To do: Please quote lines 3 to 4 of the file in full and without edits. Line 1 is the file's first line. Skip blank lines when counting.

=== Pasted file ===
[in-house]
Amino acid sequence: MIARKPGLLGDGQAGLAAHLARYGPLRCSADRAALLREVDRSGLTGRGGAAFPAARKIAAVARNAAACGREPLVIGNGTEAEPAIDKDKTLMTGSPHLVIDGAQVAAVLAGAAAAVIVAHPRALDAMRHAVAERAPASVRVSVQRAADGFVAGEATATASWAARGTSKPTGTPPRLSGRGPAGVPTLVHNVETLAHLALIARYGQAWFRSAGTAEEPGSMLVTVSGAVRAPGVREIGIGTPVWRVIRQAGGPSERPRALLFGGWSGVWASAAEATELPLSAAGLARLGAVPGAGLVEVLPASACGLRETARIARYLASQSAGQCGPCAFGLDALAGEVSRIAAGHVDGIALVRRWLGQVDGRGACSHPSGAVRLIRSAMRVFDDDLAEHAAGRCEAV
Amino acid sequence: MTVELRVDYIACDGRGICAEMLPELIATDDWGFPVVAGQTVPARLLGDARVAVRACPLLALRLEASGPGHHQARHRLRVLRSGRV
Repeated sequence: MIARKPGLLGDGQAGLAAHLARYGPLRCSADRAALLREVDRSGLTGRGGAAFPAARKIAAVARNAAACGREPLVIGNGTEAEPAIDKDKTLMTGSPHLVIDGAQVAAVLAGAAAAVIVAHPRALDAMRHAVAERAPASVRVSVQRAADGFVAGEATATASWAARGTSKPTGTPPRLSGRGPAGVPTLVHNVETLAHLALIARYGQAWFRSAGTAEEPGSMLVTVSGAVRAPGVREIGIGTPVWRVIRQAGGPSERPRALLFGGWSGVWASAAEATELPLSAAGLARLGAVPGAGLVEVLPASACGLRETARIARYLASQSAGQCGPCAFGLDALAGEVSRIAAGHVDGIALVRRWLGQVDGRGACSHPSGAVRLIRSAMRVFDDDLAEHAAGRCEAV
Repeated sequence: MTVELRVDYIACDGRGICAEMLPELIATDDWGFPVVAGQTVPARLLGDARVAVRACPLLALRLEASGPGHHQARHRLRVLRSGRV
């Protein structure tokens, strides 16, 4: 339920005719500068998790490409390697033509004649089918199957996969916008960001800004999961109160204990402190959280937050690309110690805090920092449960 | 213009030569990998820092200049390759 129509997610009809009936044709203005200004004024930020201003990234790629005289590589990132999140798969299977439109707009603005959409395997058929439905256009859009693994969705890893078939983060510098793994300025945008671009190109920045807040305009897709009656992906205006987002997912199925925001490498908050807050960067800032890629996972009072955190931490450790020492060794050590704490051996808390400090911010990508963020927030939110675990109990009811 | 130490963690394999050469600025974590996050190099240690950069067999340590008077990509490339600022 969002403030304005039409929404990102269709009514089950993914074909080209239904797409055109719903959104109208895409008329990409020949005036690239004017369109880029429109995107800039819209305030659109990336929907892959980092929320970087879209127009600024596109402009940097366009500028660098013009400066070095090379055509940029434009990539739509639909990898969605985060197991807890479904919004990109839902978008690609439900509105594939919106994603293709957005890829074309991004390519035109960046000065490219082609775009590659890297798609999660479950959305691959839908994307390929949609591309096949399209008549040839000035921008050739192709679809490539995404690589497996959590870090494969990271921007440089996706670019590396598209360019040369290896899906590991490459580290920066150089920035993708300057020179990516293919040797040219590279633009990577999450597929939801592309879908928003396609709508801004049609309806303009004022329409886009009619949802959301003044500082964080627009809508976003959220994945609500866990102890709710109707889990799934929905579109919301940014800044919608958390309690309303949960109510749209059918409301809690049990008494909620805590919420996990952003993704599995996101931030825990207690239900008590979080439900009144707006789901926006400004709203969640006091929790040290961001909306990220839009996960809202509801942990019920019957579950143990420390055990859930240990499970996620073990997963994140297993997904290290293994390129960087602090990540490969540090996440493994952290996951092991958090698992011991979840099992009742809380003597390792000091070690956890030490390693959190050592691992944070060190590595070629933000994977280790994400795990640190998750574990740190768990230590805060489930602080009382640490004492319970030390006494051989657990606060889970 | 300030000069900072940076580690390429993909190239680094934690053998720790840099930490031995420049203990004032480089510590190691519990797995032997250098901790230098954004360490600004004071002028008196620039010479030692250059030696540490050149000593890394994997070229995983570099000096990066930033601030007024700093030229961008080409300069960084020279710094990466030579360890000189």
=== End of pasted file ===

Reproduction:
Amino acid sequence: MTVELRVDYIACDGRGICAEMLPELIATDDWGFPVVAGQTVPARLLGDARVAVRACPLLALRLEASGPGHHQARHRLRVLRSGRV
Repeated sequence: MIARKPGLLGDGQAGLAAHLARYGPLRCSADRAALLREVDRSGLTGRGGAAFPAARKIAAVARNAAACGREPLVIGNGTEAEPAIDKDKTLMTGSPHLVIDGAQVAAVLAGAAAAVIVAHPRALDAMRHAVAERAPASVRVSVQRAADGFVAGEATATASWAARGTSKPTGTPPRLSGRGPAGVPTLVHNVETLAHLALIARYGQAWFRSAGTAEEPGSMLVTVSGAVRAPGVREIGIGTPVWRVIRQAGGPSERPRALLFGGWSGVWASAAEATELPLSAAGLARLGAVPGAGLVEVLPASACGLRETARIARYLASQSAGQCGPCAFGLDALAGEVSRIAAGHVDGIALVRRWLGQVDGRGACSHPSGAVRLIRSAMRVFDDDLAEHAAGRCEAV